If there are extenuating circumstances impacting your credit history, you can submit documentation to support your appeal to the Department of Education (they provide a list of extenuating circumstances they will recognize if you’re having trouble getting approved for a Parent PLUS loan.)
If you continue to get rejected, your child may be eligible for other unsubsidized federal loans as a result. Consult with a qualified financial aid advisor for details.
When do I have to start repaying?
As a Parent PLUS loan borrower, you will have to start paying back the loan as soon as the entire amount is disbursed. You can, however, request to defer payment while your child is in school—as long as they are enrolled at least part-time. You can even request a six-month grace period once your child finishes school or drops below part-time enrollment. But remember, interest accrues even while payment is deferred.
What happens if I lose my job?
In the event of unemployment, borrowers can contact the Department of Education to request forbearance on the loan. If you are permitted to enter forbearance, you won’t have to make monthly payments for up to three years. However, interest still accrue during forbearance, so your debt will likely increase by pausing payments.
Pros and Cons of Parent PLUS
Pros of a PLUS loan
Parent PLUS loans are federal loans, which means they enjoy most benefits that come with federal loans. For one thing, interest rates are fixed for the life of the loan, so your interest rate will not change or go up from the time your loan is first disbursed. Under certain circumstances, federal loans may be forgiven, cancelled, or discharged.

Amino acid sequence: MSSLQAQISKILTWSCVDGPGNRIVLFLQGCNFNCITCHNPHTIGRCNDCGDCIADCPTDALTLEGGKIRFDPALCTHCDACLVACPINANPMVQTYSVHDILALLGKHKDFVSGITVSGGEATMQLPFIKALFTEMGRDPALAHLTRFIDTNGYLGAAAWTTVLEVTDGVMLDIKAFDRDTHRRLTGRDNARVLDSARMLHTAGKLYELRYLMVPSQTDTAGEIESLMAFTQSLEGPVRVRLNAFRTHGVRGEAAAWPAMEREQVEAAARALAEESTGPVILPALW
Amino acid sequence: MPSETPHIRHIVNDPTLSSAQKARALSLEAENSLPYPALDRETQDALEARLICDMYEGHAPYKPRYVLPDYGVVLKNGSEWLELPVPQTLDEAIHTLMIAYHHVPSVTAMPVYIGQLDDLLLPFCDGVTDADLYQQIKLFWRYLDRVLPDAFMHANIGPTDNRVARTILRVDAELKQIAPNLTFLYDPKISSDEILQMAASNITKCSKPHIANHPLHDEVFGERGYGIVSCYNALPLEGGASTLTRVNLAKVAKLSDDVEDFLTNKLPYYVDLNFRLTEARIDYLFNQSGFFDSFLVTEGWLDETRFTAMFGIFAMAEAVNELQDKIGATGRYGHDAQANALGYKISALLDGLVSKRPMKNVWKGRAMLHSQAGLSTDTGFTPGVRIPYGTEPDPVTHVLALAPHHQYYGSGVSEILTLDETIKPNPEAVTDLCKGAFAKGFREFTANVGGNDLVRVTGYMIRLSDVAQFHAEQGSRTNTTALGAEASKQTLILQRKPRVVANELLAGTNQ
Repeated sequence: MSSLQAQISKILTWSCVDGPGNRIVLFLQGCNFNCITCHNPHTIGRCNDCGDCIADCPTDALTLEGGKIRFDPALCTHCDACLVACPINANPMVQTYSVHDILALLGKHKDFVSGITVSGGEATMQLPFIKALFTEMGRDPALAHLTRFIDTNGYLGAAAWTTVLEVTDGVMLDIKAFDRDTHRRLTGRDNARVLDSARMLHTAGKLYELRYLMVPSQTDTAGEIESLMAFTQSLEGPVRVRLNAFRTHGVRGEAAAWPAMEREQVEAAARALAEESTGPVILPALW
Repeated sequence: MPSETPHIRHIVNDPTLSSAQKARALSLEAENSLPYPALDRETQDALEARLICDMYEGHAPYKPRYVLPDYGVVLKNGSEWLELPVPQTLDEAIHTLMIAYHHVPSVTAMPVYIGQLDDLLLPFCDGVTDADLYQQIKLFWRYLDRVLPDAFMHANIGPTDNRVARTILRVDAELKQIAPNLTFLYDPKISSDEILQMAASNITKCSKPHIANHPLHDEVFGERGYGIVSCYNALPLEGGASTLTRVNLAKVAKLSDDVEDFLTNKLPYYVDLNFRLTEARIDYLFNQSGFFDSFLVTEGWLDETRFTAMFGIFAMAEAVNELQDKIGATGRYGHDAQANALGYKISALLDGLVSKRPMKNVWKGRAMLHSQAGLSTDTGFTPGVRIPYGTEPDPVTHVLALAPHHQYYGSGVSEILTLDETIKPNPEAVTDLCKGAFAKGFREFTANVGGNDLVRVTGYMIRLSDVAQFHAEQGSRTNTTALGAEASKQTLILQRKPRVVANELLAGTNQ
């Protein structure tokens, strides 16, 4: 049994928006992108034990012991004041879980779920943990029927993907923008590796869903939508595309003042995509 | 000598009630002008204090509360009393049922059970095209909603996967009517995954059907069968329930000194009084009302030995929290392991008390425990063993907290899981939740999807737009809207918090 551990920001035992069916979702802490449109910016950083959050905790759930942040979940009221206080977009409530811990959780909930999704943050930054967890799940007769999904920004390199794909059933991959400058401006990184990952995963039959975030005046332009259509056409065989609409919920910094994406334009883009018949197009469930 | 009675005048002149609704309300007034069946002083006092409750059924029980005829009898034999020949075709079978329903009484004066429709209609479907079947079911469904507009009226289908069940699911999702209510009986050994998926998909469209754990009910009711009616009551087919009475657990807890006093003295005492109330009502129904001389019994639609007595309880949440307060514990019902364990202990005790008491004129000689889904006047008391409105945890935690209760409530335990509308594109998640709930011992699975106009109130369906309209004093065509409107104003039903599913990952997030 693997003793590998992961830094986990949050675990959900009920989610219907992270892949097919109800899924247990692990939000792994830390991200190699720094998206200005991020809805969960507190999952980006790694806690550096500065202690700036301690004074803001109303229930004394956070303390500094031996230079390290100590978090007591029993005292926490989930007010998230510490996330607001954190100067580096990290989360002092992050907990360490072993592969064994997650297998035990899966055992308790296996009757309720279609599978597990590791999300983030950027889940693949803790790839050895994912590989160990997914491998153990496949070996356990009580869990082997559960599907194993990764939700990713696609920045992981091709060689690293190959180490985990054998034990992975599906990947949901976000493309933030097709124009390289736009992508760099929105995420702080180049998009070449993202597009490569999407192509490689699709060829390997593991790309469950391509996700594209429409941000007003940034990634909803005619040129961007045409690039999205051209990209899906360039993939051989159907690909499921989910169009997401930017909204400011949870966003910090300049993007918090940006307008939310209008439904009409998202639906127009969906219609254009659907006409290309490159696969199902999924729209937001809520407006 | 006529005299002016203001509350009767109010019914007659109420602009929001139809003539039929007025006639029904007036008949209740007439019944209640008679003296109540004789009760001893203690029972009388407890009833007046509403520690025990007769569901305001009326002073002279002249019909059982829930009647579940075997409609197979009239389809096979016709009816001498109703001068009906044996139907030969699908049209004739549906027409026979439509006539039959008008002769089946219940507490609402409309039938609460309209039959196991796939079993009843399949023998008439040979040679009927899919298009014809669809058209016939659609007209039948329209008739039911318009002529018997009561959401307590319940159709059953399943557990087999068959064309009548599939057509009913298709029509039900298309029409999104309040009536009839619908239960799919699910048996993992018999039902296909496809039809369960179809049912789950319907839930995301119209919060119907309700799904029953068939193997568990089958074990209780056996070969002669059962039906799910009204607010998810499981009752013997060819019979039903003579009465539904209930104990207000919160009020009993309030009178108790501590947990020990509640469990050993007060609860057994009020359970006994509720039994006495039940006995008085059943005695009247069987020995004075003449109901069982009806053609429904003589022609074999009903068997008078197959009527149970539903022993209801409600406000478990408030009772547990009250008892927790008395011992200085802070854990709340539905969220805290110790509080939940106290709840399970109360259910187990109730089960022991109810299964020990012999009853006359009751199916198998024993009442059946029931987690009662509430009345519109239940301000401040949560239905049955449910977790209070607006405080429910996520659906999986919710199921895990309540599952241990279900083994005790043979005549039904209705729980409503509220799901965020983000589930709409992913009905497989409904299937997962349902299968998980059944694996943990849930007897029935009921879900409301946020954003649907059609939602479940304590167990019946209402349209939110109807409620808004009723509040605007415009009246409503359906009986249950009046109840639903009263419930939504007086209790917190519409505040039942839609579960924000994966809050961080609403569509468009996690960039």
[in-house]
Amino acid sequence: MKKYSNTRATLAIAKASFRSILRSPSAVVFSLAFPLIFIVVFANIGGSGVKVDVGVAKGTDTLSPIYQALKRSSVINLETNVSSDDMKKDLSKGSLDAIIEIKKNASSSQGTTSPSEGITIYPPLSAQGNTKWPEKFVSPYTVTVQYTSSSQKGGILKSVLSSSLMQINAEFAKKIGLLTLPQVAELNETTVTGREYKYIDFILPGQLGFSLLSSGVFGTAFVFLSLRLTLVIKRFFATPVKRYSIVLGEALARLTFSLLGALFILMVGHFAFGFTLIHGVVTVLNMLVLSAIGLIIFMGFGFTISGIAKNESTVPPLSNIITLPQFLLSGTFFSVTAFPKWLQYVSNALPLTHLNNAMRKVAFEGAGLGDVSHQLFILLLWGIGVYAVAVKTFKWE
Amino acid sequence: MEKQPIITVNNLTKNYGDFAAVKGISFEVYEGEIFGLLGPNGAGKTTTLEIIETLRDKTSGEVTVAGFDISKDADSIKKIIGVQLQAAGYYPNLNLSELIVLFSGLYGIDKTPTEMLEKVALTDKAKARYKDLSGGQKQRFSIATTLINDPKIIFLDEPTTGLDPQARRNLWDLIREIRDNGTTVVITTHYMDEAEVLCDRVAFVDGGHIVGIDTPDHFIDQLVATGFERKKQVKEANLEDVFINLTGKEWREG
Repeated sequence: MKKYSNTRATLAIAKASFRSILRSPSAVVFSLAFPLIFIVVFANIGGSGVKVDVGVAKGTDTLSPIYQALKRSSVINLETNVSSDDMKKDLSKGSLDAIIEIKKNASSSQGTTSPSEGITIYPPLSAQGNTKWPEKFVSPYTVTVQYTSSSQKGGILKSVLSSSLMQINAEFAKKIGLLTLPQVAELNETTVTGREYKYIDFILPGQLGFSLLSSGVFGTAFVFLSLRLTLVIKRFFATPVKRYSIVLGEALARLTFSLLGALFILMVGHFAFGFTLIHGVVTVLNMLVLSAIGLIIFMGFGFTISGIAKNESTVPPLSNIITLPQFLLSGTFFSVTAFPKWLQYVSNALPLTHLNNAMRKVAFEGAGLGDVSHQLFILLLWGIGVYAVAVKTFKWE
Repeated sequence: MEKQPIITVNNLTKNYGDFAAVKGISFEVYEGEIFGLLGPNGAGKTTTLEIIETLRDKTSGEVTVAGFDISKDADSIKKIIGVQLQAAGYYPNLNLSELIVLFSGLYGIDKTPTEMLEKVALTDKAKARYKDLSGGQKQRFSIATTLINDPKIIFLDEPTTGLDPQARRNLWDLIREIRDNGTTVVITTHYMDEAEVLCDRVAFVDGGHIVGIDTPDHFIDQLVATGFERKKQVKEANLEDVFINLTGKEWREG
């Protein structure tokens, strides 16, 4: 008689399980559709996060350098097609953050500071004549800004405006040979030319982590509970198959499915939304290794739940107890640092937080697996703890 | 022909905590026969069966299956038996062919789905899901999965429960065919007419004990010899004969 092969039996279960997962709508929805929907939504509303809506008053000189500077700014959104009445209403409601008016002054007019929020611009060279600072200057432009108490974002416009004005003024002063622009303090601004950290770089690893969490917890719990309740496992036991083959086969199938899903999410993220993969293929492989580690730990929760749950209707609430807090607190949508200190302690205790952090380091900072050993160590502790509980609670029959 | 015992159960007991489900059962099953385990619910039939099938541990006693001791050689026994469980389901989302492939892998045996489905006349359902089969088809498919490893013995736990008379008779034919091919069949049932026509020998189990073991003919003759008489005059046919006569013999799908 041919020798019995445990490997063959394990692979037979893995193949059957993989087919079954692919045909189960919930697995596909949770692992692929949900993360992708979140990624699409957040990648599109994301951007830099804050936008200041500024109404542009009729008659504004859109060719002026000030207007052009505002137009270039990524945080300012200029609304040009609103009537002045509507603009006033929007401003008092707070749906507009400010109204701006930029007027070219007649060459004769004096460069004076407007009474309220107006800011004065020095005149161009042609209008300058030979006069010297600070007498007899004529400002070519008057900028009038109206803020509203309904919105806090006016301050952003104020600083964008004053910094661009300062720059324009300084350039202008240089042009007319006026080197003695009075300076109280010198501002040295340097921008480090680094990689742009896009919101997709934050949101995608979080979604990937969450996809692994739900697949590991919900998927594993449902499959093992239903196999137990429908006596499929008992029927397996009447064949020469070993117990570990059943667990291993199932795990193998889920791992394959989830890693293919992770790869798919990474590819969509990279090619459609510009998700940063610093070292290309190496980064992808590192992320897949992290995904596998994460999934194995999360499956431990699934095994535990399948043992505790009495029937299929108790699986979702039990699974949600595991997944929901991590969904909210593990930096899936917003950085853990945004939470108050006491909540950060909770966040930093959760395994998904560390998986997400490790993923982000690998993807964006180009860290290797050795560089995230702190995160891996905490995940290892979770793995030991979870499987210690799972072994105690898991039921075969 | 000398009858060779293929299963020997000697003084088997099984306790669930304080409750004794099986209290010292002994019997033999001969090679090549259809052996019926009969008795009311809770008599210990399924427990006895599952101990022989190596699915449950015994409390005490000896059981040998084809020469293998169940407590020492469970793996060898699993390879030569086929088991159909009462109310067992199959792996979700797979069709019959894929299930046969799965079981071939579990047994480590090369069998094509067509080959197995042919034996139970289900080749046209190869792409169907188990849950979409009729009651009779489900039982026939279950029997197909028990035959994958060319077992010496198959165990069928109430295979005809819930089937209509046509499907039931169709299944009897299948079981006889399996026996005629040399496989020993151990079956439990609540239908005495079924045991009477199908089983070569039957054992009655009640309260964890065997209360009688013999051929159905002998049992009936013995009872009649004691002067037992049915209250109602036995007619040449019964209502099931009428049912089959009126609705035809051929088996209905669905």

Cons of a PLUS loan
If federal loans are taken out in the parents’ name(s), the parents assume total financial responsibility for the loan—they cannot transfer responsibility for paying off the Parent PLUS loan back to their child. As parents near retirement and their child becomes capable of paying back his or her loans, it might make more sense to refinance their Parent PLUS loan and transfer the debt into the child’s name.
Notice: SoFi refinance loans are private loans and do not have the same repayment options that the federal loan program offers such as Income Based Repayment or Income Contingent Repayment or PAYE. SoFi always recommends that you consult a qualified financial advisor to discuss what is best for your unique situation.
Disclaimer: Many factors affect your credit scores and the interest rates you may receive. SoFi is not a Credit Repair Organization as defined under federal or state law, including the Credit Repair Organizations Act. SoFi does not provide “credit repair” services or advice or assistance regarding “rebuilding” or “improving” your credit record, credit history, or credit rating. For details, see the FTC’s website on credit .